Copyright © 2021 Albuquerque Journal
He was a self-professed “soldier” in the notorious Syndicato de Nuevo Mexico prison gang. She worked as a corrections officer at the Rio Arriba County Detention Center, where he was a prisoner.
The two became lovers. Whether they were partners in crime is still in dispute.
The SNM gang member, Jody Rufino Martinez, 41, is facing a life sentence after his conviction last month in U.S. District Court in Albuquerque on charges of racketeering and committing a murder in 2008 to further the criminal enterprise of the SNM gang.
Santana Bustamante, meanwhile, is still employed at the Rio Arriba County jail after she was investigated by state and federal authorities for allegedly aiding and abetting a felon in possession of a firearm.
Specifically, she was accused in a search warrant affidavit of providing Martinez with a .40-caliber Glock that investigators believe was used in a 2018 shooting of one of his rivals – or allowed him to use it. That gun was never found.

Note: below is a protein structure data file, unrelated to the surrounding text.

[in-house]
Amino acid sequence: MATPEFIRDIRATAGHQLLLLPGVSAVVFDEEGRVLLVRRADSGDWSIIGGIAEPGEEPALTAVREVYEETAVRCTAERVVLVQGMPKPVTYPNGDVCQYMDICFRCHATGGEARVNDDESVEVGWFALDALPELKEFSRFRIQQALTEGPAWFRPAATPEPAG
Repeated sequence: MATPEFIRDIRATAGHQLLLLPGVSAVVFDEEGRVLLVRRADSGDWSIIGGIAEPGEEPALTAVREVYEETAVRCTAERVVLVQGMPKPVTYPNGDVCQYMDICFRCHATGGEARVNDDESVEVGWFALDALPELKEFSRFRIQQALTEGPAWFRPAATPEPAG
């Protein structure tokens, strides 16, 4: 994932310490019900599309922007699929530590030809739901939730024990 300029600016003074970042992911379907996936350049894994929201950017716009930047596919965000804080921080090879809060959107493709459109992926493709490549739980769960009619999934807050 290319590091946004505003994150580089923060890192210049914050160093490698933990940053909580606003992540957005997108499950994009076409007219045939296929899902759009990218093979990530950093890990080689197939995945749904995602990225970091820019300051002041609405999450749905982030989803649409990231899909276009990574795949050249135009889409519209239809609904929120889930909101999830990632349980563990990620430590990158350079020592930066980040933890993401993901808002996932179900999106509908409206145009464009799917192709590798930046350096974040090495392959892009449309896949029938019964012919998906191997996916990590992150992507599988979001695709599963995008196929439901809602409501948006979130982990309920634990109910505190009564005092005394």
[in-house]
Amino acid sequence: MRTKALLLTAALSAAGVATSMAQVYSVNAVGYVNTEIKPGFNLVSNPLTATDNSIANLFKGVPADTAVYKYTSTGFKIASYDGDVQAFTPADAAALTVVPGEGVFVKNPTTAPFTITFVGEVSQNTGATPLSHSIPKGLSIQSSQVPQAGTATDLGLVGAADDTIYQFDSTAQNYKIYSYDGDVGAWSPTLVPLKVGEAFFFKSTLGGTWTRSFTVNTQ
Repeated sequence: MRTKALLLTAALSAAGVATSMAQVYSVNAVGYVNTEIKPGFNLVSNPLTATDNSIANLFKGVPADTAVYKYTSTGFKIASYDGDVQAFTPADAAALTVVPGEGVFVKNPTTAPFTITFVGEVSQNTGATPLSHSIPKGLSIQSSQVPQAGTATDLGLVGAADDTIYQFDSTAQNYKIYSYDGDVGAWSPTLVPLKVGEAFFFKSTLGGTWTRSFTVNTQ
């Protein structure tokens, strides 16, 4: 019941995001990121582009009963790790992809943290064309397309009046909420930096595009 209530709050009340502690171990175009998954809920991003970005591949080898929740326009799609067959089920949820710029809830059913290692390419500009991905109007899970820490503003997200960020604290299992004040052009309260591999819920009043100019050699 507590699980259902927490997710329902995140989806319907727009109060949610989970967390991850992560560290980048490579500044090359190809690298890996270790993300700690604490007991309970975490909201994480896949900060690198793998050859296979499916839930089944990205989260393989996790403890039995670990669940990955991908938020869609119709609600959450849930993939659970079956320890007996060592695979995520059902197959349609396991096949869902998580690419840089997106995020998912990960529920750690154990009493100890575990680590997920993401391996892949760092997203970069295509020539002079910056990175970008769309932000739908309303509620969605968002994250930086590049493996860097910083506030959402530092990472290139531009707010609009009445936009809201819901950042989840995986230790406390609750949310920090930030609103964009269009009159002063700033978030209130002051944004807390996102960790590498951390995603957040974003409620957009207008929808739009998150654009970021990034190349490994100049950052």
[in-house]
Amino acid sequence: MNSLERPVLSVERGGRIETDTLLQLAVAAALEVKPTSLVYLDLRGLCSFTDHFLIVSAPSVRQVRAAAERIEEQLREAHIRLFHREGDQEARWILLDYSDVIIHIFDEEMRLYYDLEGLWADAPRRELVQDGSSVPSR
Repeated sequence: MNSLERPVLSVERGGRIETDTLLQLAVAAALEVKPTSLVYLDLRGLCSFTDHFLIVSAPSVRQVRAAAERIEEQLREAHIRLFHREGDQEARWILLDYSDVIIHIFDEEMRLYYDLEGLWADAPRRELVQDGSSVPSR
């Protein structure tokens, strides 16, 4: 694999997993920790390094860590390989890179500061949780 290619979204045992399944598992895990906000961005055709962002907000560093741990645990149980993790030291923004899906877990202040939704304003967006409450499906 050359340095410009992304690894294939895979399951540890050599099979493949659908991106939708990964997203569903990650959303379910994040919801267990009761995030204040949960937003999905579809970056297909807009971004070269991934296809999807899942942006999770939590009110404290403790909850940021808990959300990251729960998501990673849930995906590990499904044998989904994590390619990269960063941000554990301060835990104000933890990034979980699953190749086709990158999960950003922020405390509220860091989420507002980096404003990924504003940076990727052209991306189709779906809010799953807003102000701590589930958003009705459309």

Records also show Bustamante, 29, was investigated for allegedly helping inmates at her jail retaliate against the victim of that shooting in January 2019 after he recovered. She has denied any wrongdoing.
The investigation involved the FBI, the 1st Judicial District Attorney’s Office and the state Attorney General’s Office.
In November 2019, Bustamante received a target letter from the U.S. Attorney’s Office in New Mexico notifying her she could be charged with aiding and abetting a felon in possession of a firearm.
But Bustamante has not been charged. She has no arrests or convictions. She couldn’t be reached for comment last week.
Jail guard’s testimony
During Martinez’s federal racketeering trial last month, federal prosecutors called Bustamante as a witness.